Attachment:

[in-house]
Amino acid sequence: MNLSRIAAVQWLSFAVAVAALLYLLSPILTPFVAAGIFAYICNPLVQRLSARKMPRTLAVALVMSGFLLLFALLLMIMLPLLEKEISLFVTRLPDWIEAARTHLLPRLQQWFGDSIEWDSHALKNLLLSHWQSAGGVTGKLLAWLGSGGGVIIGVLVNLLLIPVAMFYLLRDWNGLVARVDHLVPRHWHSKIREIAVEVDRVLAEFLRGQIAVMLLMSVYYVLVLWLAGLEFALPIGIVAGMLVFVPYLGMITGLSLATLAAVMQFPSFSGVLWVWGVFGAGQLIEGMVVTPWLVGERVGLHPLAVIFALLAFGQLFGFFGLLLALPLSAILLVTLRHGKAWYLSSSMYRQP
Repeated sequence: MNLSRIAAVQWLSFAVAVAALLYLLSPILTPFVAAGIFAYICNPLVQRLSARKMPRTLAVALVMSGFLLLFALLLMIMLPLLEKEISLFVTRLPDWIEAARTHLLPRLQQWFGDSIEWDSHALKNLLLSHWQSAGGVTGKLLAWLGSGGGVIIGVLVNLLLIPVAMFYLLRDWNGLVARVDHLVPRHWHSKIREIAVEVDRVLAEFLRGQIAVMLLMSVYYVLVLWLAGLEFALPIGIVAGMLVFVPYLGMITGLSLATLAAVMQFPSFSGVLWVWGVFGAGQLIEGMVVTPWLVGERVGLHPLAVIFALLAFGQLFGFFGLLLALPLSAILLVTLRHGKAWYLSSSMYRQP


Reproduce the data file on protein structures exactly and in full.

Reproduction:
[in-house]
Amino acid sequence: MNLSRIAAVQWLSFAVAVAALLYLLSPILTPFVAAGIFAYICNPLVQRLSARKMPRTLAVALVMSGFLLLFALLLMIMLPLLEKEISLFVTRLPDWIEAARTHLLPRLQQWFGDSIEWDSHALKNLLLSHWQSAGGVTGKLLAWLGSGGGVIIGVLVNLLLIPVAMFYLLRDWNGLVARVDHLVPRHWHSKIREIAVEVDRVLAEFLRGQIAVMLLMSVYYVLVLWLAGLEFALPIGIVAGMLVFVPYLGMITGLSLATLAAVMQFPSFSGVLWVWGVFGAGQLIEGMVVTPWLVGERVGLHPLAVIFALLAFGQLFGFFGLLLALPLSAILLVTLRHGKAWYLSSSMYRQP
Repeated sequence: MNLSRIAAVQWLSFAVAVAALLYLLSPILTPFVAAGIFAYICNPLVQRLSARKMPRTLAVALVMSGFLLLFALLLMIMLPLLEKEISLFVTRLPDWIEAARTHLLPRLQQWFGDSIEWDSHALKNLLLSHWQSAGGVTGKLLAWLGSGGGVIIGVLVNLLLIPVAMFYLLRDWNGLVARVDHLVPRHWHSKIREIAVEVDRVLAEFLRGQIAVMLLMSVYYVLVLWLAGLEFALPIGIVAGMLVFVPYLGMITGLSLATLAAVMQFPSFSGVLWVWGVFGAGQLIEGMVVTPWLVGERVGLHPLAVIFALLAFGQLFGFFGLLLALPLSAILLVTLRHGKAWYLSSSMYRQP